The names John and Betty Stam may be as unfamiliar to some as they were to the writer of this article. But grab a copy of The Triumph of John and Betty Stam and let that writer, Mrs. Howard Taylor, take you back to the time when their names were front-page news around the world. Published in the mid 1930s, just months after the martyrdom of the young missionary couple, this book relays “a simple narration of facts” with a freshness and sensitivity regarding the events of their triumphant lives and tragic deaths.
The personal history recorded of both John and Betty is interesting on its own. Those in our generation active in ESL outreach would be encouraged to read of Mr. Stam’s (John’s father) compelling conversion resultant in part from being handed a bilingual Bible. “Keen to learn English, he studied it eagerly; it was just what he needed. But before long he forgot his quest for English in the far deeper quest for salvation.” In his words, “The Book told me that I was a sinner. Of course, my proud nature rebelled. It told me I was lost. I tried not to believe it.” John’s conversion story of gospel preaching, the conviction of sin, and the reality of hell would also connect with many today. The author enjoyably traces the Lord’s leading in John and Betty’s lives from adolescents through Bible school and onto the mission field and marriage in China. One can almost hear father Stam bursting with joy as he exclaims, “Those children are going to have God’s choicest blessing! When God is second, you will get second best; but when God is really first, you have His best.”
The quotes found often throughout the book, and the numerous gleanings from both John and Betty’s writings, uniquely relay an intimate perspective of their lives. Gazing upon his hometown city of Paterson, New Jersey from Garret Mountain, John said, “There are scores of cities in China, as large as this one, in which they do not have the gospel.” One appreciates the heavy burden he felt for souls, especially in China. He said in a letter to his father, “A million a month pass into Christless graves over there.”
One can only be impressed by the spiritual interest apparent in the poems of young Betty. Though John and Betty never reached thirty years of age, their level of commitment to our Lord and His gospel has only been matched by those who likewise have given all, even life, for His blessed name. But they expected persecution. John himself, when asked to speak at his graduation from Moody Bible Institute, raised this very point. “Let us remind ourselves that the Great Commission was never qualified by clauses calling for advance only if funds were plentiful and no hardship or self-denial was involved. On the contrary, we are told to expect tribulation and even persecution, but with it victory in Christ.” His whole address is one of the most challenging sections of the book. His observations and comments on the age and Christian living would lead a reader to wonder if it were just written yesterday. The author adds, “It is good to remember that this was no veteran speaking, but a young man moved by the constraining love of Christ, and one ready to seal his testimony with his blood. How our hearts should be stirred by the appeal of the young leaders God is giving us, here and in other lands, the hope and glory of our fast-closing age!”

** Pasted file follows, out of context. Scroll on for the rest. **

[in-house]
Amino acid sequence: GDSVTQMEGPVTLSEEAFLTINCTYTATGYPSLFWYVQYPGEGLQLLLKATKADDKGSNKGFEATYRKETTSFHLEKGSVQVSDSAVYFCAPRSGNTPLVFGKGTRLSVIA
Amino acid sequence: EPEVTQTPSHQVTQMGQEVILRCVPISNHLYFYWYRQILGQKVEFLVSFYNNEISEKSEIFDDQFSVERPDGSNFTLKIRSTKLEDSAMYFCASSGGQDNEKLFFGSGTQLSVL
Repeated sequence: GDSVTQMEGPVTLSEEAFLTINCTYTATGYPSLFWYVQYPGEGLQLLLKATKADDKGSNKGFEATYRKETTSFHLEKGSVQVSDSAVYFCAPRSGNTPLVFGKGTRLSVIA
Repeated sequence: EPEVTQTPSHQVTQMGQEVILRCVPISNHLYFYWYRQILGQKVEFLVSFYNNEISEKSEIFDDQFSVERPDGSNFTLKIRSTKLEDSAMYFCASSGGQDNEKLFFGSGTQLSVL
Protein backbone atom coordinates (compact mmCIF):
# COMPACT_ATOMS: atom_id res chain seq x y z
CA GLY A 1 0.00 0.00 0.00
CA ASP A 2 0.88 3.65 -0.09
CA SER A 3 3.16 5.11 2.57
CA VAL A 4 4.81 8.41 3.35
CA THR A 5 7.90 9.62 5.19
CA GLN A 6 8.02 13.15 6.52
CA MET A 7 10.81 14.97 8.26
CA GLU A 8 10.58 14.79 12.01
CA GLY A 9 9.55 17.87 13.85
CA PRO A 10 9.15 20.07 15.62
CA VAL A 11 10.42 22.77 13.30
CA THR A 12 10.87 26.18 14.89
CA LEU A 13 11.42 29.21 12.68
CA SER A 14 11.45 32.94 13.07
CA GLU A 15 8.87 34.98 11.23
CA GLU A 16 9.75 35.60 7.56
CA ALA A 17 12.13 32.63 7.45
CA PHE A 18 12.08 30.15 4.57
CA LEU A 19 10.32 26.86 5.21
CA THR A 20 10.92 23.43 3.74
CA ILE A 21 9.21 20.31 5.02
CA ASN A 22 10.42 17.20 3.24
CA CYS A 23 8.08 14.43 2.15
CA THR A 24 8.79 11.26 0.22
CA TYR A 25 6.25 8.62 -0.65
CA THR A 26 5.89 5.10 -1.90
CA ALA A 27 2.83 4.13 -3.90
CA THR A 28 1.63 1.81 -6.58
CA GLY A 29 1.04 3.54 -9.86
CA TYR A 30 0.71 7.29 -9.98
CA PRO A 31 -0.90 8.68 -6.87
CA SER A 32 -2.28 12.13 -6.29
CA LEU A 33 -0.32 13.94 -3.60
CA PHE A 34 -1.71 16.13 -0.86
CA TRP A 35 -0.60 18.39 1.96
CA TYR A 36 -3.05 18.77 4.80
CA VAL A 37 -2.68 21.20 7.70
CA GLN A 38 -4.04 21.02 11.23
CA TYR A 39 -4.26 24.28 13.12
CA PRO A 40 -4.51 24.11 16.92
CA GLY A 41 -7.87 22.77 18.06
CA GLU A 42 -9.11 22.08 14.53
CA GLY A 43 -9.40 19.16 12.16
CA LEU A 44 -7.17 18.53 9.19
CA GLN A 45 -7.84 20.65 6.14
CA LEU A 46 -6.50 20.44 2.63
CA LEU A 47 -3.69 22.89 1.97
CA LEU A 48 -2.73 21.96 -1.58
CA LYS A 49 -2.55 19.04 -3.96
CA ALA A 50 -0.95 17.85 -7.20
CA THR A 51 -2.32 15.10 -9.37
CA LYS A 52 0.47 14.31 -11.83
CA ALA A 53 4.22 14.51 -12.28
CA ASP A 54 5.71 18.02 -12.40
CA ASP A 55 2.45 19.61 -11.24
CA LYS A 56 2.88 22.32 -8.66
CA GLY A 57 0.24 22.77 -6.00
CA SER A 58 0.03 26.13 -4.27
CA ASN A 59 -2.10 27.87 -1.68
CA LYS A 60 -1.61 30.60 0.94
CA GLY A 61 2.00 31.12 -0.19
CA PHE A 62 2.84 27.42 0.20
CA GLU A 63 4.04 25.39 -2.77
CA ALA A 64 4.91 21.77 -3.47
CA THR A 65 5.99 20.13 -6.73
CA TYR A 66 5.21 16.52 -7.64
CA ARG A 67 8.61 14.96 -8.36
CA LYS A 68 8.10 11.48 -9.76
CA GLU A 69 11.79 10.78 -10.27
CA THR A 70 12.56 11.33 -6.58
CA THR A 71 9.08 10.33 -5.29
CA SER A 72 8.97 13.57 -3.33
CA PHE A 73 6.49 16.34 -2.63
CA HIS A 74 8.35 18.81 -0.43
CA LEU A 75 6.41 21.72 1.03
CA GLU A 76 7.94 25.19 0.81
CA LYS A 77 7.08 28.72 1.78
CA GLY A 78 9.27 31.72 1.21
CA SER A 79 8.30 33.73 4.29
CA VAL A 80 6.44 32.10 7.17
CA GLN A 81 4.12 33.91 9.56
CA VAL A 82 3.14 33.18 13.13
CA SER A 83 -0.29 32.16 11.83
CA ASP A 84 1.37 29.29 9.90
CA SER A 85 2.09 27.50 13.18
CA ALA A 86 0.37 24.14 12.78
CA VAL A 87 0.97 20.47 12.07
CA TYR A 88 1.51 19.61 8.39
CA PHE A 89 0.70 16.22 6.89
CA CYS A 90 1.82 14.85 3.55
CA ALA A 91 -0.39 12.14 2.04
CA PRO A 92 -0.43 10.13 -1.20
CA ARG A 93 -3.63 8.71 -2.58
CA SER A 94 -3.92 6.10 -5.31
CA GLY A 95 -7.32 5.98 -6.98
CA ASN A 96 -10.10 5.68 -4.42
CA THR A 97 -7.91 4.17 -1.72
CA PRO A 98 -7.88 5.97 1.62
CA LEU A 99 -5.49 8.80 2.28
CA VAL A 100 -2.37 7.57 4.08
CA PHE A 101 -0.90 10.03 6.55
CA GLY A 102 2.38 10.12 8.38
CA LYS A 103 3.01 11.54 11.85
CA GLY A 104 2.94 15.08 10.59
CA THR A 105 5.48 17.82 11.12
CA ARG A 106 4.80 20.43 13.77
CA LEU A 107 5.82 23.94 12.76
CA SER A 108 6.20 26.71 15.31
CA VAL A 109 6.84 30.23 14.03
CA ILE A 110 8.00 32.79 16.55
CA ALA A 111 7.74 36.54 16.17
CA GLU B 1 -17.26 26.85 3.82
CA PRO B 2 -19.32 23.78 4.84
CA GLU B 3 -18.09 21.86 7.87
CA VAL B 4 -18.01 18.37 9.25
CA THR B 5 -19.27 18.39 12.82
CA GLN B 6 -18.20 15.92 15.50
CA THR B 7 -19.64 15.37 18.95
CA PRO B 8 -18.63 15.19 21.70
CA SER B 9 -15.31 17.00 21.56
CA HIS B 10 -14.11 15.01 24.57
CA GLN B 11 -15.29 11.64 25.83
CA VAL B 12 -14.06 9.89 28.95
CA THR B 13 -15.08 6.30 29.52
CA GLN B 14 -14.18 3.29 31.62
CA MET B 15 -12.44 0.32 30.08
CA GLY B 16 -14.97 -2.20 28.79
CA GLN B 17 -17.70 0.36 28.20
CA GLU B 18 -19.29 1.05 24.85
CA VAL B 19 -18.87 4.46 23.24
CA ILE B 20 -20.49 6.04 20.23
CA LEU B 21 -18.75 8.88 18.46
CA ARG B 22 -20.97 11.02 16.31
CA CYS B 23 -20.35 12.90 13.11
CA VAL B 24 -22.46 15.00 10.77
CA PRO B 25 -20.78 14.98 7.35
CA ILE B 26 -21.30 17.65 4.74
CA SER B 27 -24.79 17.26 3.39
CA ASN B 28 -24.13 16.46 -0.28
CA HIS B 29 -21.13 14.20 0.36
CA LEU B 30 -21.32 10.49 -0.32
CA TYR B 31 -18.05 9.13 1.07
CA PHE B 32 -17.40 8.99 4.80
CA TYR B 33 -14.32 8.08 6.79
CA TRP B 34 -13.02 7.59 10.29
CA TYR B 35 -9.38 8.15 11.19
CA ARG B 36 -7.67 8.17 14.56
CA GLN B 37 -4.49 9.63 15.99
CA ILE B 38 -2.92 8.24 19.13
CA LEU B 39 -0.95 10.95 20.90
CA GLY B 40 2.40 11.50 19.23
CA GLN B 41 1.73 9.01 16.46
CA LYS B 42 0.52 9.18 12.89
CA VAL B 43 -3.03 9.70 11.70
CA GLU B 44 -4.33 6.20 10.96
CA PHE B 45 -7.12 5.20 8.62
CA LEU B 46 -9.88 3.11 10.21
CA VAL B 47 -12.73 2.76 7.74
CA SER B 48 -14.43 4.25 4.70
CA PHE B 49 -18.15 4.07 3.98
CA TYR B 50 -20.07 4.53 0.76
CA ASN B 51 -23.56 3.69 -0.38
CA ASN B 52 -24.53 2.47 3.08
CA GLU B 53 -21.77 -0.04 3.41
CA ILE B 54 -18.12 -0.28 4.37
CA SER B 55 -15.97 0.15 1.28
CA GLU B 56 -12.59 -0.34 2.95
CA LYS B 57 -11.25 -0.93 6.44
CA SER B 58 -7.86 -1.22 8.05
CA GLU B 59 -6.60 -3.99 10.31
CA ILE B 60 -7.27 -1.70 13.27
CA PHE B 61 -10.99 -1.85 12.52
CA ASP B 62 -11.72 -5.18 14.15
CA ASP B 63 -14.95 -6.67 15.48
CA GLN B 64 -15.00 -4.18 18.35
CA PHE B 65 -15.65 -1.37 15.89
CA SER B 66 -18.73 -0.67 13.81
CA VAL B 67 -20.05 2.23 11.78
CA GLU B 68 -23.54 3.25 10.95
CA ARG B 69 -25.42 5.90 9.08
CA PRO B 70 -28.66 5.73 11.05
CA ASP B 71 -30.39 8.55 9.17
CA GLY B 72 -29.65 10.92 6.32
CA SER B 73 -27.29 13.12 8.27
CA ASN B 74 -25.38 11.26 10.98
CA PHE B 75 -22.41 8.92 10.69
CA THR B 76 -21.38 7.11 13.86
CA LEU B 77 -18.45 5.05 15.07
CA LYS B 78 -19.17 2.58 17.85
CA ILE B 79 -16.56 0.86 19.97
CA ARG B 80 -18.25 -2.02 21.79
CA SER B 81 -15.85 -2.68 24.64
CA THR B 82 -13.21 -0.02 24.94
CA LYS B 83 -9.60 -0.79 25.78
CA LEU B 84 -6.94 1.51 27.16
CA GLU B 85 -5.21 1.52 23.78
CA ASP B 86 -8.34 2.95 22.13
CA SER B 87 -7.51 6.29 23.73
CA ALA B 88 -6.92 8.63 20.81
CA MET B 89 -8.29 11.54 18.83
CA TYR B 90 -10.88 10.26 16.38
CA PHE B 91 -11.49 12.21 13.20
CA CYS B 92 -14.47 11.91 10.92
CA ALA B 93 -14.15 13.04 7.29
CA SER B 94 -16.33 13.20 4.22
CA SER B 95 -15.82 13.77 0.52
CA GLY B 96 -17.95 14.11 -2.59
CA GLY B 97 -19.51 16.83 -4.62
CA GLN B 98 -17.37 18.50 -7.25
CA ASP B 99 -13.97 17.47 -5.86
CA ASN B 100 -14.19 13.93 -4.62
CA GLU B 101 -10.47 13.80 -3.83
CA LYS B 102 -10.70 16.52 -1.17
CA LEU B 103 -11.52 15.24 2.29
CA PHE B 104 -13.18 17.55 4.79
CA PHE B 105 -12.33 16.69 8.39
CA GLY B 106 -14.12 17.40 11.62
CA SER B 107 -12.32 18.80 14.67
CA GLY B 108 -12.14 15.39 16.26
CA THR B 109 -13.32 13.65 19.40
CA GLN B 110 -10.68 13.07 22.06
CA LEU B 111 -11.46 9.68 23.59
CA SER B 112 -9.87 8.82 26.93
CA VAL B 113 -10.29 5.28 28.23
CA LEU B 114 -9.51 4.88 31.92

In the closing chapters, the author delicately and with great respect recounts the events of their martyrdom, the urgent race of the locals to save their infant daughter, and the impact their experience has had on a generation. But that was their generation. What about this generation? What impact could the account of the life and death of a couple committed to their Lord have on this generation? Being dead, yet speaking.
Read or recommend the book, and perhaps like the present writer, another generation will be left with eternal impressions. As is etched on John Cornelius Stam’s tombstone, “that Christ may be glorified whether by life or by death.”